I’ve been hard at work on my Bill of Rights book (three chapters to go), which explains my recent absence here. I’ll have more posts coming up shortly, but I did want to mention one part of my ongoing research.
The final chapter of the book is about the Bill of Rights and the Cold War. In a symbolic sense, that connection can be seen in the fact that the original Declaration of Independence, Constitution, and an original parchment of the proposal from the First Congress that became our Bill of Rights were all descend each night into a vault that was designed to survive a nuclear bomb. More interesting, though, is that the party platforms that invoked the Bill of Rights after the Second World War almost always did so in the context of fighting communism. For instance:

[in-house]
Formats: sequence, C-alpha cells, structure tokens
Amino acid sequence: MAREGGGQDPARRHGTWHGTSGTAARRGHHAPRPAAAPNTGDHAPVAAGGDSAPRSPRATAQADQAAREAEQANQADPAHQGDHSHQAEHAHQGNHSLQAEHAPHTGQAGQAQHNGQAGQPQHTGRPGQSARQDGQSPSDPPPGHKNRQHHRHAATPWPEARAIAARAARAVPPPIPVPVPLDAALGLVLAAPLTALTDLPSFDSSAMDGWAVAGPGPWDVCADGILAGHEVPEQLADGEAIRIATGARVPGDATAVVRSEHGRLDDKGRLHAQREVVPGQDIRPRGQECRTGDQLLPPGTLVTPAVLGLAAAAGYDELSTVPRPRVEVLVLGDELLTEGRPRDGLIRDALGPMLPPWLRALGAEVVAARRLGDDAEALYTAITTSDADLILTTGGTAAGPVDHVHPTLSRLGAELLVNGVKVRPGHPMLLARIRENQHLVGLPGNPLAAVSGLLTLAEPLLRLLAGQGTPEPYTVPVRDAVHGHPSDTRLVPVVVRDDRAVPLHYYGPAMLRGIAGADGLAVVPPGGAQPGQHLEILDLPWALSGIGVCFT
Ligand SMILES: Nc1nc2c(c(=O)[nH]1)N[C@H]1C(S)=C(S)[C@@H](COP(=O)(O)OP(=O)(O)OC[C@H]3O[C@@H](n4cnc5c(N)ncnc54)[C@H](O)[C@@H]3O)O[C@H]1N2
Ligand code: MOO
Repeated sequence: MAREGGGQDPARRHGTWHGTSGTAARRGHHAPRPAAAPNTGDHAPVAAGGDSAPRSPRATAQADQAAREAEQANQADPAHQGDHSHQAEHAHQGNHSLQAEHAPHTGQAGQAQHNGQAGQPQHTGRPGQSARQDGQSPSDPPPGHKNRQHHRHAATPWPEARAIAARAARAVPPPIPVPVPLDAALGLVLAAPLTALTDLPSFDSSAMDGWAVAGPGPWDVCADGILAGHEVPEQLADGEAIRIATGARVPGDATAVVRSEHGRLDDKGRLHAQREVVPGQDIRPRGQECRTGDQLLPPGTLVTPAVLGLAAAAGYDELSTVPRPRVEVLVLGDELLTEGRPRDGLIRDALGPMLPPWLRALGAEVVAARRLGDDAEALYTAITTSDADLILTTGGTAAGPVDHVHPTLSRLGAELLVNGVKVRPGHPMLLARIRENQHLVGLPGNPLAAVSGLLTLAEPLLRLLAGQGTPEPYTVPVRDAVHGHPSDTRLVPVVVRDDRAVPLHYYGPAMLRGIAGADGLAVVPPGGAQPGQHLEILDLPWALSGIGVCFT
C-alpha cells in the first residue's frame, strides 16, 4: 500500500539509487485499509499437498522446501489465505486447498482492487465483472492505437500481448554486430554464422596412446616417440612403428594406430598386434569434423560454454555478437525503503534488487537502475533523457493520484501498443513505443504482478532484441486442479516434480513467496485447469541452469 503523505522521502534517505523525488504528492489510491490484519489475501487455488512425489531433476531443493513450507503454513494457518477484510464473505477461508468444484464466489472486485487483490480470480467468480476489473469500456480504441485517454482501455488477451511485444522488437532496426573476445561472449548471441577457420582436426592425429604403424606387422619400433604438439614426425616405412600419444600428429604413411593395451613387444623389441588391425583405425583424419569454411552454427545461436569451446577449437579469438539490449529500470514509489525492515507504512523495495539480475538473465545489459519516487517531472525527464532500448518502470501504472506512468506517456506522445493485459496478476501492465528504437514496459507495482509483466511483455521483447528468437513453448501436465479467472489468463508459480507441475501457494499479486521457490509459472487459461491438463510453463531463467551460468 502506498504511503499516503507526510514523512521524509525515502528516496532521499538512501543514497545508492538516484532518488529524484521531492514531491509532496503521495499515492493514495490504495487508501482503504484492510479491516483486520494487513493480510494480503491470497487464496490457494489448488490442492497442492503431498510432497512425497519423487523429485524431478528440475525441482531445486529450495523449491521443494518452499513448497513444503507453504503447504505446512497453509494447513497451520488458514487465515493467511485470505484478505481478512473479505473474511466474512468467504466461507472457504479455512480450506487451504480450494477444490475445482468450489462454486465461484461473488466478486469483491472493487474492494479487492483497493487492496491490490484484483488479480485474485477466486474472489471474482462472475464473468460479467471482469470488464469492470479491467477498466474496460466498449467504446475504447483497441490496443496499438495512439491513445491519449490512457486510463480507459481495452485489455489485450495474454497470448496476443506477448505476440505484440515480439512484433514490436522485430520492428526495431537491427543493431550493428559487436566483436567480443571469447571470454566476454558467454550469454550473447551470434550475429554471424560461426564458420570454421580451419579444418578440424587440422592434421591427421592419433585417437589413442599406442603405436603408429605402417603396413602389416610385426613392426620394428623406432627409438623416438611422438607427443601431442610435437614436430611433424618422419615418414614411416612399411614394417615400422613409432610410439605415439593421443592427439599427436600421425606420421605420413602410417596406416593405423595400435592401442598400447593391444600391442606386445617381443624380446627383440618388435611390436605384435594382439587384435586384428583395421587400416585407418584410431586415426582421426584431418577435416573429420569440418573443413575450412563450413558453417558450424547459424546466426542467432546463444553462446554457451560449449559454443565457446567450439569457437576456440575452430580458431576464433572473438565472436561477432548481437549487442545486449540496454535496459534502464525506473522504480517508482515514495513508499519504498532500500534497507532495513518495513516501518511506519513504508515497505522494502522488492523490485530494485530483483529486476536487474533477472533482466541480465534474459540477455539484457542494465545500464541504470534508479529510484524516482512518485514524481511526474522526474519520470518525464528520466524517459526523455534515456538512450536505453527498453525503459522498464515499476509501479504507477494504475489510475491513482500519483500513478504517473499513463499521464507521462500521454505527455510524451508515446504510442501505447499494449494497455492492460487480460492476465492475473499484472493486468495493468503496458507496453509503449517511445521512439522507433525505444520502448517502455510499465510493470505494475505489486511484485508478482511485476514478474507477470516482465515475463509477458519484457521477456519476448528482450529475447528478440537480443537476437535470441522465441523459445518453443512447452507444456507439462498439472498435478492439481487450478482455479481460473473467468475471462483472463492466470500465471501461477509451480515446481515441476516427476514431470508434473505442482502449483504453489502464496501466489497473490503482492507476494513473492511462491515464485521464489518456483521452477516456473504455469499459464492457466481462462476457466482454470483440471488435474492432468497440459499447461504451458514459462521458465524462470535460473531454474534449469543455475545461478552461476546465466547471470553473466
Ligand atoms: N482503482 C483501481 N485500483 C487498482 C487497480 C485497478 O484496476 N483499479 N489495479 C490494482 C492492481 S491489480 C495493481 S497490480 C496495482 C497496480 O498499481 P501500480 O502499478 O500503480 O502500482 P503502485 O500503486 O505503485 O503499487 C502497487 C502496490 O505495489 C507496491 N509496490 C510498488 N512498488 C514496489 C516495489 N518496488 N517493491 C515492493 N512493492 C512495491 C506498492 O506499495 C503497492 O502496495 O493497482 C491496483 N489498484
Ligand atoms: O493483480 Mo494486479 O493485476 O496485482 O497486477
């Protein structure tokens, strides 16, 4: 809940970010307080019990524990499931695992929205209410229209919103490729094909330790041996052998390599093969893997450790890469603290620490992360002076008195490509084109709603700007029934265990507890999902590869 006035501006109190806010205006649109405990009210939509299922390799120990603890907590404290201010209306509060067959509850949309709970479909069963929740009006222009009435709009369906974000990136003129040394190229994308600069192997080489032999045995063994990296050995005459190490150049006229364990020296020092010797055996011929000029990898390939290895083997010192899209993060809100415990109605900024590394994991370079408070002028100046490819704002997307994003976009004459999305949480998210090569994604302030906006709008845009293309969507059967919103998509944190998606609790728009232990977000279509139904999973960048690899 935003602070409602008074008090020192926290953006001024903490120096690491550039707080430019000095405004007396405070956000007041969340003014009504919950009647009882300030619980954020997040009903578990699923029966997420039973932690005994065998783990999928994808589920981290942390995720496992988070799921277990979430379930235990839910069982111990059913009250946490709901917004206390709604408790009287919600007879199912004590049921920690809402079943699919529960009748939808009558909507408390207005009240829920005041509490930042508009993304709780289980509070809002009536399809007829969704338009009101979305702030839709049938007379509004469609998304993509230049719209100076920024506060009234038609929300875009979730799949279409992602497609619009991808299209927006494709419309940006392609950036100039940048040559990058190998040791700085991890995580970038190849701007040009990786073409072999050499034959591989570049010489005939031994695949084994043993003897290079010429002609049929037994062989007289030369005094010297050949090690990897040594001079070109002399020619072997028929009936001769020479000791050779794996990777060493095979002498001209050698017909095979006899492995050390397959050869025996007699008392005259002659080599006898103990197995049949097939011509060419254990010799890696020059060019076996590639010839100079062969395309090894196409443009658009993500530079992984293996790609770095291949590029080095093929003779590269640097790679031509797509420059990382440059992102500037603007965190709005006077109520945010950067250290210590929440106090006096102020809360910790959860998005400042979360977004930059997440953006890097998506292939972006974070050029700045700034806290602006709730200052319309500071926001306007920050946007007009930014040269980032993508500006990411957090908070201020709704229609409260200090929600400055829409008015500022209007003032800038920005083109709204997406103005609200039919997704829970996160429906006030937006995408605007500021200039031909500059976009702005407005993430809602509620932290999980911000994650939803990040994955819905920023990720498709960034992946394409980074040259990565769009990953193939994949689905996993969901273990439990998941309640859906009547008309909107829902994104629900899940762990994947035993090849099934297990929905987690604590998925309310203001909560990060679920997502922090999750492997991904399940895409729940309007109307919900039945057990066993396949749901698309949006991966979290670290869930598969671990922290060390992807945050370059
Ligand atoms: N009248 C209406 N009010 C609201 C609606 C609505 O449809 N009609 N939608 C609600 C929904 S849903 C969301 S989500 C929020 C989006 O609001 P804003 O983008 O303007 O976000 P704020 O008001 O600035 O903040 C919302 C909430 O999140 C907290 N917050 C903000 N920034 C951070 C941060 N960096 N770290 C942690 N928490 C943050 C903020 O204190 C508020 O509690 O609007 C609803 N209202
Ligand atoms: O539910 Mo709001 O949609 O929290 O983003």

The 1956 GOP Platform: “We hold that the major world issue today is whether Government shall be the servant or the master of men. We hold that the Bill of Rights is the sacred foundation of personal liberty. That men are created equal needs no affirmation, but they must have equality of opportunity and protection of their civil rights under the law.”
The 1960 Democratic Platform: “With democratic values threatened today by Communist tyranny, we reaffirm our dedication to the Bill of Rights. Freedom and civil liberties, far from being incompatible with security, are vital to our national strength.”
I’ll have some more on this as the chapter gets written.